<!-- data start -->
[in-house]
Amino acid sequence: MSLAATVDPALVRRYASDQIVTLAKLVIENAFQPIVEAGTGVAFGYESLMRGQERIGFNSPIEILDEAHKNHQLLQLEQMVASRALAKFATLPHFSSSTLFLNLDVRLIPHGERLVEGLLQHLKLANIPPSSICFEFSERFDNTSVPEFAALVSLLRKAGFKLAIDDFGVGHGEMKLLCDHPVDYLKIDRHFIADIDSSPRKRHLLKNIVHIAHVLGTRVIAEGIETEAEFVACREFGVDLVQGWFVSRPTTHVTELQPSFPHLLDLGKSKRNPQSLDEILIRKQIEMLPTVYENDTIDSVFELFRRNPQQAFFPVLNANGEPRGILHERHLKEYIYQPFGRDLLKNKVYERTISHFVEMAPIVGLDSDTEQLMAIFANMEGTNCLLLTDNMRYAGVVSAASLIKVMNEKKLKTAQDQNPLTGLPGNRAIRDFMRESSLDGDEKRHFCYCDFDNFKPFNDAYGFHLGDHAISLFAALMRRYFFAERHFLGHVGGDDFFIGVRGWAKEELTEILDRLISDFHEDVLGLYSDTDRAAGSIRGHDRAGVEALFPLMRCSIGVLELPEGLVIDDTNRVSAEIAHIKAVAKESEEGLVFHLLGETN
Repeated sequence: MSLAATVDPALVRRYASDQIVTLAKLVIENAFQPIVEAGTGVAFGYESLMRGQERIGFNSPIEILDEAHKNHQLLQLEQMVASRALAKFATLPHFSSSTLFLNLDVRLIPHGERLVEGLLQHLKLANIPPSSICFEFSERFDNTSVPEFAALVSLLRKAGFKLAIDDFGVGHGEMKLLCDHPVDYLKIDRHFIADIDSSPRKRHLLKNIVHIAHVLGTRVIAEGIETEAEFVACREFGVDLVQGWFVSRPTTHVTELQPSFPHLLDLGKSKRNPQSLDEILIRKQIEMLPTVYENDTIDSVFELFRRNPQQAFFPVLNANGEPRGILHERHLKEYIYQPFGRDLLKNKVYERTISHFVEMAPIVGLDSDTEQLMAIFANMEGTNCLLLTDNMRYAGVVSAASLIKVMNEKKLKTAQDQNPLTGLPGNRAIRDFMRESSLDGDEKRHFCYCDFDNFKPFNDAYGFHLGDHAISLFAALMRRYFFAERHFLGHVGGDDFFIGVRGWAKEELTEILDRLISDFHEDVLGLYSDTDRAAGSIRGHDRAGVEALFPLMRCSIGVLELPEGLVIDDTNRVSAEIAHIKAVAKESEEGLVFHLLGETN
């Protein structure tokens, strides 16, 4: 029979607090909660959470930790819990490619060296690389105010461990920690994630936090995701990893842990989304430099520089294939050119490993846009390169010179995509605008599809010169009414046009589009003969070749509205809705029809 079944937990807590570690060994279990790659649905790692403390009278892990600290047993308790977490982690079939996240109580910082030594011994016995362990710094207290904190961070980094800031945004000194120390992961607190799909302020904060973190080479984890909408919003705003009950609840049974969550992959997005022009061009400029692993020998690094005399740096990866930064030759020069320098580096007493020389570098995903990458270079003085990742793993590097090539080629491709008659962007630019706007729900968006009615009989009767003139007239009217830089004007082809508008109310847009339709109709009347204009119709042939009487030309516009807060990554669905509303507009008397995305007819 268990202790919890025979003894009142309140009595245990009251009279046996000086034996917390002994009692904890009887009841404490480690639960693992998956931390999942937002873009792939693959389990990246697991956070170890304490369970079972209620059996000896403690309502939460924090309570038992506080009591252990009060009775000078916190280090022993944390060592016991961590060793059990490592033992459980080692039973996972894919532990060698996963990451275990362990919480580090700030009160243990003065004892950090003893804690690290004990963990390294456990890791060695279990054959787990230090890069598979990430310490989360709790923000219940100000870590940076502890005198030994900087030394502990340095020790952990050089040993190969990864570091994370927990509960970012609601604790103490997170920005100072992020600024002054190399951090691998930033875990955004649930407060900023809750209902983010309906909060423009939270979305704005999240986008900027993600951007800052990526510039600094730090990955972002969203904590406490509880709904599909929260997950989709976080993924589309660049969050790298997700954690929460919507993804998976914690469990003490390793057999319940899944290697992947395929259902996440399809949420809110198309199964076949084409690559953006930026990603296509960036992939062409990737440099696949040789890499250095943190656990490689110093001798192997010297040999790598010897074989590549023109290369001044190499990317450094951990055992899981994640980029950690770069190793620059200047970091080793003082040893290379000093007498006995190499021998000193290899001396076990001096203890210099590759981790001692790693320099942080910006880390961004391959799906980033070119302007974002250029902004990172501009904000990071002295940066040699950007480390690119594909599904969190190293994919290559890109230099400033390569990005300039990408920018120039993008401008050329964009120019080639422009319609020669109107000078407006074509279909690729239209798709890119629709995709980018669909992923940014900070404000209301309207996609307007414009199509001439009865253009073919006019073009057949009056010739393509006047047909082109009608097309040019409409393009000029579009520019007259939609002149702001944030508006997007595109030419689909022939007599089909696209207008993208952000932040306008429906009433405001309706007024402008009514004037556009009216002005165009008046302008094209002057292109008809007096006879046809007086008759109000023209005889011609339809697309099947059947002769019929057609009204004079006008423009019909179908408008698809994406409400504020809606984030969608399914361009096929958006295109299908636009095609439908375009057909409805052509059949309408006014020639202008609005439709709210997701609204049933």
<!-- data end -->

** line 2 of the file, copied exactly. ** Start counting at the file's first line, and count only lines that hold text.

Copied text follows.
Amino acid sequence: MSLAATVDPALVRRYASDQIVTLAKLVIENAFQPIVEAGTGVAFGYESLMRGQERIGFNSPIEILDEAHKNHQLLQLEQMVASRALAKFATLPHFSSSTLFLNLDVRLIPHGERLVEGLLQHLKLANIPPSSICFEFSERFDNTSVPEFAALVSLLRKAGFKLAIDDFGVGHGEMKLLCDHPVDYLKIDRHFIADIDSSPRKRHLLKNIVHIAHVLGTRVIAEGIETEAEFVACREFGVDLVQGWFVSRPTTHVTELQPSFPHLLDLGKSKRNPQSLDEILIRKQIEMLPTVYENDTIDSVFELFRRNPQQAFFPVLNANGEPRGILHERHLKEYIYQPFGRDLLKNKVYERTISHFVEMAPIVGLDSDTEQLMAIFANMEGTNCLLLTDNMRYAGVVSAASLIKVMNEKKLKTAQDQNPLTGLPGNRAIRDFMRESSLDGDEKRHFCYCDFDNFKPFNDAYGFHLGDHAISLFAALMRRYFFAERHFLGHVGGDDFFIGVRGWAKEELTEILDRLISDFHEDVLGLYSDTDRAAGSIRGHDRAGVEALFPLMRCSIGVLELPEGLVIDDTNRVSAEIAHIKAVAKESEEGLVFHLLGETN